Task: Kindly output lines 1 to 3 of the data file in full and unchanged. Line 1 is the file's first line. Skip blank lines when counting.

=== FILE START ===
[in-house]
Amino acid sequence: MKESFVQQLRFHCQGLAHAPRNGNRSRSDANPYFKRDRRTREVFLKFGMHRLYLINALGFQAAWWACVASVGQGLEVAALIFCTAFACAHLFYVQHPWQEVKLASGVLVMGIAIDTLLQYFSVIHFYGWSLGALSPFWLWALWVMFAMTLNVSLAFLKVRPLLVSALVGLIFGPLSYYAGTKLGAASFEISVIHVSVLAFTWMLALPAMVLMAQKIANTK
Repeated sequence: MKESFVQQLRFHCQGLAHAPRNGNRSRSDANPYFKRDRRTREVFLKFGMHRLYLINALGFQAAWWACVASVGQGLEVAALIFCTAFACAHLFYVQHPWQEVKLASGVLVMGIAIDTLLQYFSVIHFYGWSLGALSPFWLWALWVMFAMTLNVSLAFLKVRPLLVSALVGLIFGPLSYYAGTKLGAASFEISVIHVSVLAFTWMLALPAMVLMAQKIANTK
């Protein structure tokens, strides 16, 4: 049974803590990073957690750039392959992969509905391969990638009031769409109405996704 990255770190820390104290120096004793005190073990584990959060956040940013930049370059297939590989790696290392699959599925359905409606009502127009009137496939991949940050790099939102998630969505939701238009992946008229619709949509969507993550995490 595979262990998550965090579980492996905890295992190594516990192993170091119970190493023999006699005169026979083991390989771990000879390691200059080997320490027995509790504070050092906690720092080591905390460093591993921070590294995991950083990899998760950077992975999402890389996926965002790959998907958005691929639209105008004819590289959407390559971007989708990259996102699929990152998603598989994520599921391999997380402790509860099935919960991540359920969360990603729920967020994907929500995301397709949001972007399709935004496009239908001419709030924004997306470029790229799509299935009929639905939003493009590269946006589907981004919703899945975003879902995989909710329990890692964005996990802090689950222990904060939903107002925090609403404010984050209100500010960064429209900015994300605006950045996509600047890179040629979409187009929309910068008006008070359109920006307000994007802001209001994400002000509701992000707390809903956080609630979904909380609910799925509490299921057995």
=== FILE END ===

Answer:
[in-house]
Amino acid sequence: MKESFVQQLRFHCQGLAHAPRNGNRSRSDANPYFKRDRRTREVFLKFGMHRLYLINALGFQAAWWACVASVGQGLEVAALIFCTAFACAHLFYVQHPWQEVKLASGVLVMGIAIDTLLQYFSVIHFYGWSLGALSPFWLWALWVMFAMTLNVSLAFLKVRPLLVSALVGLIFGPLSYYAGTKLGAASFEISVIHVSVLAFTWMLALPAMVLMAQKIANTK
Repeated sequence: MKESFVQQLRFHCQGLAHAPRNGNRSRSDANPYFKRDRRTREVFLKFGMHRLYLINALGFQAAWWACVASVGQGLEVAALIFCTAFACAHLFYVQHPWQEVKLASGVLVMGIAIDTLLQYFSVIHFYGWSLGALSPFWLWALWVMFAMTLNVSLAFLKVRPLLVSALVGLIFGPLSYYAGTKLGAASFEISVIHVSVLAFTWMLALPAMVLMAQKIANTK